I don’t know anything about low residency programs, but I do know that you are a talented writer with great skills to make it. So keep at it!


    1. Kristin, I actually really think you would excel so much in a low-residency style MFA program! We had a lot of mothers and fathers in the program, so it wasn’t practical for them to take off for 2 or 3 years to do a program that required full time presence. Low-residency is such a good option, even if you’re not a parent or someone with a job you can’t leave or relocate. The way it works is you go a residency at the school for anywhere from 7-10 days depending on the program, you take workshops, classes, seminars, go to readings, mingle with other writers, and work with a faculty mentor on outlining your work for the semester. Then you go home, do the work on your time, and submit your work on the submission due dates (ours were the first Monday of each month). For someone who was tired of the traditional classroom setting all semester long, this program was refreshing. I loved the residencies because they charged me up, gave me a great starting point, and kept me motivated all semester. Plus, I think low-res programs are the best way to do an MFA because it’s much more natural to write on your own than in a classroom setting. Maybe it’s something you should consider? 🙂


  2. I’m totally one of those annoying people who encourages writers to skip the MFA or the j-school and just dive in. I figure you can always pick and choose continuing education courses later on, with fabulous professors, and fabulous fellow students, while also paying less (because it’s non-credit!).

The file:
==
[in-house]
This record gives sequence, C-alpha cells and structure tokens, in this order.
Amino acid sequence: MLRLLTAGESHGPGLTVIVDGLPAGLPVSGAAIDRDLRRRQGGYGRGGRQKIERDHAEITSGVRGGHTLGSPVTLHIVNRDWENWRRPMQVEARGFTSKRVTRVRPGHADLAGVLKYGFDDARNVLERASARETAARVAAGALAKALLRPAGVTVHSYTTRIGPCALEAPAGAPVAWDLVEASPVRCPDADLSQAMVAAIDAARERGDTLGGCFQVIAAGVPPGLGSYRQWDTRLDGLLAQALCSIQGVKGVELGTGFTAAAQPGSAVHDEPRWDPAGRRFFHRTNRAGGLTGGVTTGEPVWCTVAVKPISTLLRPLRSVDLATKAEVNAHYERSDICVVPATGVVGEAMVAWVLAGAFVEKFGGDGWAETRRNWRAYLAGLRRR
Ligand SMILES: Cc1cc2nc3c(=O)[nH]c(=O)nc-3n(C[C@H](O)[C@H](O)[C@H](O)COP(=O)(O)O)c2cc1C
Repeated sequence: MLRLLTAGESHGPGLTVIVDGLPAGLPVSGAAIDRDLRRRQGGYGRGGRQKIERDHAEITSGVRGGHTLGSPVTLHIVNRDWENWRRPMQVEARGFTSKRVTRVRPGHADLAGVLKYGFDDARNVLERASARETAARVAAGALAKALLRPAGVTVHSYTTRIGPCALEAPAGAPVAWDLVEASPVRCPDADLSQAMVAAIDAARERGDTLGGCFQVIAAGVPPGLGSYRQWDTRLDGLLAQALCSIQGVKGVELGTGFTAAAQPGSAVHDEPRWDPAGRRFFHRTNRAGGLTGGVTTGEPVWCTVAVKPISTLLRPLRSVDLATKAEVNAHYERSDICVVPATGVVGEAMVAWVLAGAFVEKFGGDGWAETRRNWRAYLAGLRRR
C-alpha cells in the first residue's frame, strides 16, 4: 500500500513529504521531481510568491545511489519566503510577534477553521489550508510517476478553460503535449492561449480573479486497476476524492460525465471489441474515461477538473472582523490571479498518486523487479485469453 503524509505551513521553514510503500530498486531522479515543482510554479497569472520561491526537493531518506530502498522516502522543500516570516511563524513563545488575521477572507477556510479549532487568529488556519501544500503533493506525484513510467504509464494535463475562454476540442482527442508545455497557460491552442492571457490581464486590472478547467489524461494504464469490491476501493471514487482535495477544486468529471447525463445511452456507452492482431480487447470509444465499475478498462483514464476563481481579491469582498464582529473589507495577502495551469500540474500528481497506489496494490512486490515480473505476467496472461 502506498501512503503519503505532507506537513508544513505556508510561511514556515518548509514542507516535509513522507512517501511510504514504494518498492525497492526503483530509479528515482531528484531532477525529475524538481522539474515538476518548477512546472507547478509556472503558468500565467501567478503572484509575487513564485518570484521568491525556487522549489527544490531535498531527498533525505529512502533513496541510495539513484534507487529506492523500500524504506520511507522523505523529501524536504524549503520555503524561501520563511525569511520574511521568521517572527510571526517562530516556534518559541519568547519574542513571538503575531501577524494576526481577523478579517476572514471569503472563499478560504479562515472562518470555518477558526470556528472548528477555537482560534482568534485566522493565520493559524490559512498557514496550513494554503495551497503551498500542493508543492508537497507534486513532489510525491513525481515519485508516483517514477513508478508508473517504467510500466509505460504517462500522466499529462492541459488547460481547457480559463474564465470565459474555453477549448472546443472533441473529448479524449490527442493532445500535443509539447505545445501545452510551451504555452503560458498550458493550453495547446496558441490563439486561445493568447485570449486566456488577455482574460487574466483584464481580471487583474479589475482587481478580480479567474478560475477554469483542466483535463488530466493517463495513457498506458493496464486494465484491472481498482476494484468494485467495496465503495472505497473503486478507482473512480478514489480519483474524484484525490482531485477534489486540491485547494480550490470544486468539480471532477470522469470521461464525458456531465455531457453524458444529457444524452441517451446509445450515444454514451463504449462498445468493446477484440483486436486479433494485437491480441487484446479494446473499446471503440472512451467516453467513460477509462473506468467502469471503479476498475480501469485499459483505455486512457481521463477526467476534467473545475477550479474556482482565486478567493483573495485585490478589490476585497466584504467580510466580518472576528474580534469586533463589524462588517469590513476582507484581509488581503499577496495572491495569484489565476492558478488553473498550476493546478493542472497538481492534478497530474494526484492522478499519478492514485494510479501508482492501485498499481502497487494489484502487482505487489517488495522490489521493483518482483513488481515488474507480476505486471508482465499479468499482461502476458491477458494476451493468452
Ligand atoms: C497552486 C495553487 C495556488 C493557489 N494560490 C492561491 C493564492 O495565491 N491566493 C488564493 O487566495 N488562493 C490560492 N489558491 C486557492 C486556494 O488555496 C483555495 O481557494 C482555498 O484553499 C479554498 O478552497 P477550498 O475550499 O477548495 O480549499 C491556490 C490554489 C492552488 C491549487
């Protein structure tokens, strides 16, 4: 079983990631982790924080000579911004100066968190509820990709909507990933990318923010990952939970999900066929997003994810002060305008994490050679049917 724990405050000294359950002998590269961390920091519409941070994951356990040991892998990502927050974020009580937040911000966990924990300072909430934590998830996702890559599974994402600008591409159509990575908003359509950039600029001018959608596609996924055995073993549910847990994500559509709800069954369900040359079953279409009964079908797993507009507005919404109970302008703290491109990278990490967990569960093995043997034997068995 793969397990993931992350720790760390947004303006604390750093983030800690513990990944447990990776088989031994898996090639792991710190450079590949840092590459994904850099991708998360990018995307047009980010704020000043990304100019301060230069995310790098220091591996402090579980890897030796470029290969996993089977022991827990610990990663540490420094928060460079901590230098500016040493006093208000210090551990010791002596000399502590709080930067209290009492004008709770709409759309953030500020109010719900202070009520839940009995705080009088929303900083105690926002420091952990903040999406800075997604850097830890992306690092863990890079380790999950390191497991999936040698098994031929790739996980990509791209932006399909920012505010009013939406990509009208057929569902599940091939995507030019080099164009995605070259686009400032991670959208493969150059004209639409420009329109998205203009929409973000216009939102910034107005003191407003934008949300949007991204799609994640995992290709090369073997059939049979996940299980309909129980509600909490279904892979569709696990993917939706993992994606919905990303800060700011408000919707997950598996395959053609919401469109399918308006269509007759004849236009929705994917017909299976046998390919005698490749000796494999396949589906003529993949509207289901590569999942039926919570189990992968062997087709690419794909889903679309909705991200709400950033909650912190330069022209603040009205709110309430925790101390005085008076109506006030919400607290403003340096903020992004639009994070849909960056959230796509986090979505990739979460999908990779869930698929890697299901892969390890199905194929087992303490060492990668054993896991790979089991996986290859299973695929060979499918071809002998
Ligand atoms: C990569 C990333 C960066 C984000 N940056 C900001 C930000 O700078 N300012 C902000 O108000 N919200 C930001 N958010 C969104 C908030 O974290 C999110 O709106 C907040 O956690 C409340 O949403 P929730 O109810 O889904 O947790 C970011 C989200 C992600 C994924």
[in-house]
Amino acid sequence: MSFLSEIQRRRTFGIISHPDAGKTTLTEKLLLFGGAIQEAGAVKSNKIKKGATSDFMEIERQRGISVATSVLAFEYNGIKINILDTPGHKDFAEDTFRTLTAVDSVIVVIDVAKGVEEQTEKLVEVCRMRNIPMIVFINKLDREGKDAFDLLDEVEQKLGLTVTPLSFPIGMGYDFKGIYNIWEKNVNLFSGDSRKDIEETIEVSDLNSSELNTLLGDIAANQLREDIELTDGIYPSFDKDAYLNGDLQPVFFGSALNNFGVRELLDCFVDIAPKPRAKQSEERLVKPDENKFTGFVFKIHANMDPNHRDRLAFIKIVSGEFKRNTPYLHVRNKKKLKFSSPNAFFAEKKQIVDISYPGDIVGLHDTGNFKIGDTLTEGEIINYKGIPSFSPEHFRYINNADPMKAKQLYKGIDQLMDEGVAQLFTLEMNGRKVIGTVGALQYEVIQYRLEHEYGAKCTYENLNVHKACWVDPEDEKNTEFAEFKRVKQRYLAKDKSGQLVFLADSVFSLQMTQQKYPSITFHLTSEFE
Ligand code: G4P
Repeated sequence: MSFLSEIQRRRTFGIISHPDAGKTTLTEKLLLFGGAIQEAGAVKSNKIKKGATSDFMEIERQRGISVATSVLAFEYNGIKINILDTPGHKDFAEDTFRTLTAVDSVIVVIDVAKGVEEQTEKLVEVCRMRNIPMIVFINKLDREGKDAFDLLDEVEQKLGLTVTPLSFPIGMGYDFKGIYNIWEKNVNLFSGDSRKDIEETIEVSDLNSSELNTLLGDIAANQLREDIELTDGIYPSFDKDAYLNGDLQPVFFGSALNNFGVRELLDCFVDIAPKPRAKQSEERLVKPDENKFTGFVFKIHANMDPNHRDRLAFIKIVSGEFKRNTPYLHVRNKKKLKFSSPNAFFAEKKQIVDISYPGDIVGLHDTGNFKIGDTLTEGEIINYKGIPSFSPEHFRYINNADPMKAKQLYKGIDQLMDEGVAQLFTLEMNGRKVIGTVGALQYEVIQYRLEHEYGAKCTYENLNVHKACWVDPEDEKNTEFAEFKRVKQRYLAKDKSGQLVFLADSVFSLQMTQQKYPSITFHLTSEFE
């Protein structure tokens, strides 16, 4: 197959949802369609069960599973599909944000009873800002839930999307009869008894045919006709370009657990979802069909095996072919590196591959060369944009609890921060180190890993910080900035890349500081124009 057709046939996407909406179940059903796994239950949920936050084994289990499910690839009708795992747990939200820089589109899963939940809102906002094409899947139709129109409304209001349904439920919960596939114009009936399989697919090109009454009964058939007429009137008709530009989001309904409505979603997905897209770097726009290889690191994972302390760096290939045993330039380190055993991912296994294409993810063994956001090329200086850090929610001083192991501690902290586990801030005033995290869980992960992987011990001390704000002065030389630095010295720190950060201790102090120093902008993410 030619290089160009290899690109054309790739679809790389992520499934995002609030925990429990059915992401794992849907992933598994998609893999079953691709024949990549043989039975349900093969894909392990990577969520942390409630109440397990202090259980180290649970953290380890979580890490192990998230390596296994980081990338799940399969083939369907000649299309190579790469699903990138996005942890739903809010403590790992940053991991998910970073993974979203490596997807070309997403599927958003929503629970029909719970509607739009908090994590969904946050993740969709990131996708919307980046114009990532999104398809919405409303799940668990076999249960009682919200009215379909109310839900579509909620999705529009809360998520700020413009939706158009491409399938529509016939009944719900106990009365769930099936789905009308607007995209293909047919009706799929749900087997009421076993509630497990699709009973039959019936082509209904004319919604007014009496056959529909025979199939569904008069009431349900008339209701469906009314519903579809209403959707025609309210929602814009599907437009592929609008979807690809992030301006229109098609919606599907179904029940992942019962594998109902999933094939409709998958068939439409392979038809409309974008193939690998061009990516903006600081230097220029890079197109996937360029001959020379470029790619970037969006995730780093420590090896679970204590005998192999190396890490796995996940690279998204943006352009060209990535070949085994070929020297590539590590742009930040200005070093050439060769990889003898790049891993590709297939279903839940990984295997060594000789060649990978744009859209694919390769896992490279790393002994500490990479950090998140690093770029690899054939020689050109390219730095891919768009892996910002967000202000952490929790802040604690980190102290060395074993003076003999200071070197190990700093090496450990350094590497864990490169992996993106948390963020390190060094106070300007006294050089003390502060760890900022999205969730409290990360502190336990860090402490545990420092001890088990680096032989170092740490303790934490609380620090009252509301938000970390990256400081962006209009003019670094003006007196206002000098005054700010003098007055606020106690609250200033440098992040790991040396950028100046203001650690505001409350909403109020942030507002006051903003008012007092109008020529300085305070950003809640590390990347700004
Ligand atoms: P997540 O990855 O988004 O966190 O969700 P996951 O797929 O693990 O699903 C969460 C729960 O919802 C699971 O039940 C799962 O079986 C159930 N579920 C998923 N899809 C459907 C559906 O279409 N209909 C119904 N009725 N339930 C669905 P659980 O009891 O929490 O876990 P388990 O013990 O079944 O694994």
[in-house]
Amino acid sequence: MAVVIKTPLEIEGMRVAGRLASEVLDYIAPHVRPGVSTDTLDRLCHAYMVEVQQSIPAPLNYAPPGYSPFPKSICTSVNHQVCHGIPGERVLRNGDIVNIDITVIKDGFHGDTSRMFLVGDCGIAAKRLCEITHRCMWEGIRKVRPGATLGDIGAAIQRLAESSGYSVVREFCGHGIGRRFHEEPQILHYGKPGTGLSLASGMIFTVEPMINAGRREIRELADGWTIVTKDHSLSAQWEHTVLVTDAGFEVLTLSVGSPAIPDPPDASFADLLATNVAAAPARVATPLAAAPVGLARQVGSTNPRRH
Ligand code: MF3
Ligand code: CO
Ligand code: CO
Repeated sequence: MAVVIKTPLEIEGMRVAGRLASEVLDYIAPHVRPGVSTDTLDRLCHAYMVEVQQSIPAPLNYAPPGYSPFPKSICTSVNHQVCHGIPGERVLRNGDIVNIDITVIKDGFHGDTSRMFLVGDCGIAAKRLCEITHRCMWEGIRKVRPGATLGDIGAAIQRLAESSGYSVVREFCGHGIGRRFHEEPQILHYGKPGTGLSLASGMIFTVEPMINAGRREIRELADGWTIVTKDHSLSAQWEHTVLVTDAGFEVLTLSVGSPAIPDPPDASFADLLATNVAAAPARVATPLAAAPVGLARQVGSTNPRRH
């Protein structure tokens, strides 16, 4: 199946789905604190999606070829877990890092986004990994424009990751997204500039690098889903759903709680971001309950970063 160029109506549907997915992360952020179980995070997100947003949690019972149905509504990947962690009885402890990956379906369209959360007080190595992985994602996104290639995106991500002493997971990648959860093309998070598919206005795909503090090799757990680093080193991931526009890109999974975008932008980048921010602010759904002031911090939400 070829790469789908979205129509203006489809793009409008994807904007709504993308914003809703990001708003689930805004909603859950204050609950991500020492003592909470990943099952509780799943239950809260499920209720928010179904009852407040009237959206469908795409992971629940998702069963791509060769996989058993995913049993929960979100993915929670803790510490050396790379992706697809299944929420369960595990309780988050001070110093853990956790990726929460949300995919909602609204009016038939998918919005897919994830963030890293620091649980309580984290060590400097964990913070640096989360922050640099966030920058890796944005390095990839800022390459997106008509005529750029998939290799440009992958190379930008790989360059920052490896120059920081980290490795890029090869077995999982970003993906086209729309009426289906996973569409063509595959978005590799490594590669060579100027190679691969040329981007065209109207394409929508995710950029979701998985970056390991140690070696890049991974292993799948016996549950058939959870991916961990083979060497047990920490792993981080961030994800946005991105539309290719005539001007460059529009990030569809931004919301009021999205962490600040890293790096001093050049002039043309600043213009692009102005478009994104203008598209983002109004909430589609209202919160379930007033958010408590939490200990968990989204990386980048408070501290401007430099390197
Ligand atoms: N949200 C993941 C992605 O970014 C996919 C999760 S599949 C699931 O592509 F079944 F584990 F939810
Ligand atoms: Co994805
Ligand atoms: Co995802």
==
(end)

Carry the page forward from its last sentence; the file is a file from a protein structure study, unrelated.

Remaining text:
Then again, an MFA is an investment in your career like any other. I may not have needed an MFA, but I do find myself benefiting from writing classes here and there, business classes, etc. I even went through a career coaching certification program. Waste of money? Time will tell. But I felt it was worth it to me. And, for some writers, an MFA is worth it to them. So… yeah.

    P.S. You totally need to share your secret on how to give a public reading without puking!


  3. I agree that it’s different for everyone. A few years ago I applied to and got into a couple of MFA programs (one low-res, one non) but in the end decided not to attend. A lot of my reasons were unique to me; I’d been reevaluating my financial situation between the time I applied and the time I was accepted, and realized I didn’t want to go into debt. And since I’d been freelancing full-time (with one of my main goals being that I’d dedicate more time to creative writing) I felt that I was already enjoying one of the main benefits of an MFA program: the fact that it forces you to carve out 2 or 3 years of your life and dedicate them to writing, and hopefully helps you make that commitment a lifelong one.

    But then again, I’d majored in creative writing as an undergrad and was kind of excited about going it alone for a while, to really find my own voice and see what happened when I didn’t have grades or deadlines to worry about.

    I wasn’t writing in a bubble, though; I had the support of several amazing writing groups, so I felt I was getting the valuable feedback of workshops. I’d been learning about the industry, meeting and networking with editors and agents, by attending writers conferences.

    All that being said, it really depends on a person’s unique situation and their own learning styles. I don’t think there’s a right or wrong way to go about it; just a right or wrong way for each person.


    1. Thanks for the comment and for sharing this with your readers! I’d love to hear that they think. The MFA debate is such an interesting one because people have such strong feelings one way or another.